Likewise. How are you?
State the problem
I'm doing great, thanks for asking. Listen, I've heard that X has left their position. I'm sure their stack of work in progress is waiting to be delegated.

*listens*
Yes. It looks like we may just shift their workload onto the remaining project members to save some money, especially as we don't have a candidate lined up right now.
Ask for buy-in/confirm the problem
Yeah, I hear you. I'm sure it's a bit stressful for the rest of the team who are going to be asked to pick up the slack now that you're down a person.

Confirms or clarifies
Yes, but the economy is crap,so we are just plugging holes the best we can.
State the solution:
1. clear expression of the proposed solution
2. testimonials or evidence with CONFIDENCE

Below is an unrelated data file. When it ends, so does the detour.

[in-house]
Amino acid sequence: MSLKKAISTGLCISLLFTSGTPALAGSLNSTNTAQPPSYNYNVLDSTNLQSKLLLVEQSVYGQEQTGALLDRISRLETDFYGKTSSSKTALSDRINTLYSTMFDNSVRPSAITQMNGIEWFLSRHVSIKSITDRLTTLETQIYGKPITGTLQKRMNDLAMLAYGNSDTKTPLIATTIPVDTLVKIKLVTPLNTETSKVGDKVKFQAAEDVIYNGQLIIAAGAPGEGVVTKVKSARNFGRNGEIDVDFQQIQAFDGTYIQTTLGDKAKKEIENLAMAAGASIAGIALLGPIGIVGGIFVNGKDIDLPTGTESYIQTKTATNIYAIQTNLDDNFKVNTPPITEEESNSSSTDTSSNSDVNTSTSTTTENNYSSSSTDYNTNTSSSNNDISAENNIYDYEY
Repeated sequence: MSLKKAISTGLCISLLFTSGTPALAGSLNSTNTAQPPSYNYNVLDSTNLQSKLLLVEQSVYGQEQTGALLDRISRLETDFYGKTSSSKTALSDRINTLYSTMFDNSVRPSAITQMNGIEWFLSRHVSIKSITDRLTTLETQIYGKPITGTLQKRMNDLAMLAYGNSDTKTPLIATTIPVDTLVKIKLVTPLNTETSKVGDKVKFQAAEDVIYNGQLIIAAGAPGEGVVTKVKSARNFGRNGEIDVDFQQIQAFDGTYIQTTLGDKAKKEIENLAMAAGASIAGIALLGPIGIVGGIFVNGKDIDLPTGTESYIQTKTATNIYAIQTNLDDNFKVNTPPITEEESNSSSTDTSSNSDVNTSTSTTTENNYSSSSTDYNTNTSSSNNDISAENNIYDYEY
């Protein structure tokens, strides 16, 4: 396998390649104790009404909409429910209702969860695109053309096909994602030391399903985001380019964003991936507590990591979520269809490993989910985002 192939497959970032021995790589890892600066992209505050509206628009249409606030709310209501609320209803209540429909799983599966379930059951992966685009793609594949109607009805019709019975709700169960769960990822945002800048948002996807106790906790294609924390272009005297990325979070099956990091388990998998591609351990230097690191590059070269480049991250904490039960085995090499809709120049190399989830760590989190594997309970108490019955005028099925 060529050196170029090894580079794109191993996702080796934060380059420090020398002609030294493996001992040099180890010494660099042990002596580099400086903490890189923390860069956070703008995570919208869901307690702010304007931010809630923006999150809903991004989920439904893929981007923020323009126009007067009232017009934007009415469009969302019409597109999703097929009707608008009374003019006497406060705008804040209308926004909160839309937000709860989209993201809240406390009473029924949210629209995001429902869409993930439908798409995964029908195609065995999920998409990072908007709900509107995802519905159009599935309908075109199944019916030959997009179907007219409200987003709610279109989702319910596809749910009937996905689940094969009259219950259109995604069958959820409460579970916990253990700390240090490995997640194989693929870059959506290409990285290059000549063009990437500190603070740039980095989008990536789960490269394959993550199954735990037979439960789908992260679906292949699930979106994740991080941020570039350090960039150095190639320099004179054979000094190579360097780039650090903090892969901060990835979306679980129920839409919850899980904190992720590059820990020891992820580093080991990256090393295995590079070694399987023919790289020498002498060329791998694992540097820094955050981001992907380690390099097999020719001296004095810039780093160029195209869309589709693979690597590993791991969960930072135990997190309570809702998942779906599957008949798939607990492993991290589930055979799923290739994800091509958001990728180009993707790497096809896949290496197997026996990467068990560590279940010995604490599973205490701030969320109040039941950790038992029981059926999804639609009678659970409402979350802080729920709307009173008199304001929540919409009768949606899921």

3. provide win-win
4. CLOSE the deal: ask for what you want

1. My understanding of X's role is that the task list is quite similar to the kind of work I've been handling for the company so far. I've really enjoyed these sorts of tasks and I'd like to pitch in and take on some of the workload for your project. My preference is to take on the role and title that X held, but I'm also amenable to staying put where i'm at working under (insert name of mgr) while taking on this additional work if HR can't find the funding right now to staff X's role with a full time replacement.
2. I've become quite familiar with the regulatory requirements, customer specs, and day to day procedures from doing this kind of work on my project. As (insert name of my manager) can confirm, (insert list of significant accomplishments here. VERY important to list anything you've done that has actually saved the company money, landed a new customer, furthered market share, etc).